I’ve always loved these scenes, dated special effects and all. To me, they embody the constant fluctuation between joy, vulnerability, and isolation that define your late teenage years; the need to break out of your small town, your old life, ready to make a new one, see new things, move from what Campbell called “the ordinary world” into “the special world,” where adventure awaits. At the same time, these scenes instill a certain loneliness that lies at the heart of Superman, an isolation that exists in conversation with his inherent goodness, and is in fact essential to it.
Clark Kent isn’t bullied because he’s weak. He’s bullied because he’s different, in ways no one quite understands. We can’t control how other people see us, what they expect from us. We can only control ourselves. Rather than give in to pettiness or revenge, Clark has been taught by his parents to aim for something higher. “You are here for a reason,” Pa Kent tells his adopted son. But he cannot rightly say what that reason is. It’s up to Clark to forge that identity on his own, put his gifts to use in the way he sees fit. When his father dies of a sudden heart attack, Clark comes to understand how real the limits of his powers are.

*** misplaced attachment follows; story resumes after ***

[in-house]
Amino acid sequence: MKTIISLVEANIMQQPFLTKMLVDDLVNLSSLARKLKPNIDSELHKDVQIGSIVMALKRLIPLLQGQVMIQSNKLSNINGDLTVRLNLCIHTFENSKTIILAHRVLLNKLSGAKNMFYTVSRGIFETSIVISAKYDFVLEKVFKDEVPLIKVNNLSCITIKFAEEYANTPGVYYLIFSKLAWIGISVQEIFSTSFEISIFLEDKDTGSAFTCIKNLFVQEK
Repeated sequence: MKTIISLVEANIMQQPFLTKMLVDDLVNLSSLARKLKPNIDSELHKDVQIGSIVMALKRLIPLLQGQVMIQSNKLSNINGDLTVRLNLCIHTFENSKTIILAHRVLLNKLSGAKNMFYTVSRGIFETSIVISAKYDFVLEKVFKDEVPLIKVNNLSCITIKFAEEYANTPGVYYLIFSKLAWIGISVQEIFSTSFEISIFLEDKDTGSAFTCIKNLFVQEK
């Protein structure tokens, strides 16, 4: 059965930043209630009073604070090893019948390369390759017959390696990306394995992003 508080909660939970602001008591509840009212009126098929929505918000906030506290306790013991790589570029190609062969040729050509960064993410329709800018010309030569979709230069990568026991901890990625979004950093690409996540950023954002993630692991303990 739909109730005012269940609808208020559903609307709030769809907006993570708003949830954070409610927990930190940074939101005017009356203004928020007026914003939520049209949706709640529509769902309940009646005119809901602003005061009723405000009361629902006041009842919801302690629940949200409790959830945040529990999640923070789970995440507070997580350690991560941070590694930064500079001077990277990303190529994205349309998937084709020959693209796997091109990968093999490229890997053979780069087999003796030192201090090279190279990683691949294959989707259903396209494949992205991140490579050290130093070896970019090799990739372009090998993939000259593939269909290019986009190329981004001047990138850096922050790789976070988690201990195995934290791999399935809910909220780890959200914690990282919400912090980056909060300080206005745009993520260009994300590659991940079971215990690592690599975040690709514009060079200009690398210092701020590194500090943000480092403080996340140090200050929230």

“All those things I can do,” he says, standing with his mother at the funeral. “All those powers. And I couldn’t even save him.” For all Clark’s strength, there is no cheating death, no overpowering, no outrunning it. The next morning he bids his mother farewell, heads north, deep into the Arctic. Using a piece of the spaceship he came to Earth in, he builds himself a Fortress of Solitude, a microcosm of his home planet. It is a place of learning, contemplation, peace. Once he returns, the boy is now a man.
Every time I watch Superman I favor the first half over the latter. A hero is only as strong as his origin. It shapes everything to come. We build our identities, secret and otherwise, from those values instilled in us when we’re young. If their actions and choices define them, those decisions are informed by the values put in place long before the journey ever begins. The reason I’ll always love Superman above all other heroes is that despite his power, his youthful frustration, his alienation, he always moves past it, always veers toward the good. His is an unwavering value set, rooted in love and the deepest kind of compassion.